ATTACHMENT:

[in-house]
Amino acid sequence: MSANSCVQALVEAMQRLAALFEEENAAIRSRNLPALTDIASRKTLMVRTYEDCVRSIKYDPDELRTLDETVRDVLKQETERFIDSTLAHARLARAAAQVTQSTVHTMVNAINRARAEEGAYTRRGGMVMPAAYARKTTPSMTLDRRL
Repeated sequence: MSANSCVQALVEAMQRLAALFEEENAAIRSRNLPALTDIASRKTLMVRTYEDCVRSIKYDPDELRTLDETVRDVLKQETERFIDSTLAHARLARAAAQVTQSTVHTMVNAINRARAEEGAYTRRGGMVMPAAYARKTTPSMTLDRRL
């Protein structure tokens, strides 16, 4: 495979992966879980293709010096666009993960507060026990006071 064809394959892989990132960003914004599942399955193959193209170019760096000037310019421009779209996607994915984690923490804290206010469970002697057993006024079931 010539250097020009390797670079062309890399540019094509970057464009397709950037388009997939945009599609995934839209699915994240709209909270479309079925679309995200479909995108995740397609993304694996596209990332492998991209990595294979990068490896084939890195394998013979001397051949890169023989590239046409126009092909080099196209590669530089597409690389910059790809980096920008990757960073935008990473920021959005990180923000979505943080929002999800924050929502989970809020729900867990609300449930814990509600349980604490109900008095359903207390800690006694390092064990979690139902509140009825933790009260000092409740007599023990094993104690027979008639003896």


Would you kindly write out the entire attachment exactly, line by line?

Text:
[in-house]
Amino acid sequence: MSANSCVQALVEAMQRLAALFEEENAAIRSRNLPALTDIASRKTLMVRTYEDCVRSIKYDPDELRTLDETVRDVLKQETERFIDSTLAHARLARAAAQVTQSTVHTMVNAINRARAEEGAYTRRGGMVMPAAYARKTTPSMTLDRRL
Repeated sequence: MSANSCVQALVEAMQRLAALFEEENAAIRSRNLPALTDIASRKTLMVRTYEDCVRSIKYDPDELRTLDETVRDVLKQETERFIDSTLAHARLARAAAQVTQSTVHTMVNAINRARAEEGAYTRRGGMVMPAAYARKTTPSMTLDRRL
């Protein structure tokens, strides 16, 4: 495979992966879980293709010096666009993960507060026990006071 064809394959892989990132960003914004599942399955193959193209170019760096000037310019421009779209996607994915984690923490804290206010469970002697057993006024079931 010539250097020009390797670079062309890399540019094509970057464009397709950037388009997939945009599609995934839209699915994240709209909270479309079925679309995200479909995108995740397609993304694996596209990332492998991209990595294979990068490896084939890195394998013979001397051949890169023989590239046409126009092909080099196209590669530089597409690389910059790809980096920008990757960073935008990473920021959005990180923000979505943080929002999800924050929502989970809020729900867990609300449930814990509600349980604490109900008095359903207390800690006694390092064990979690139902509140009825933790009260000092409740007599023990094993104690027979008639003896």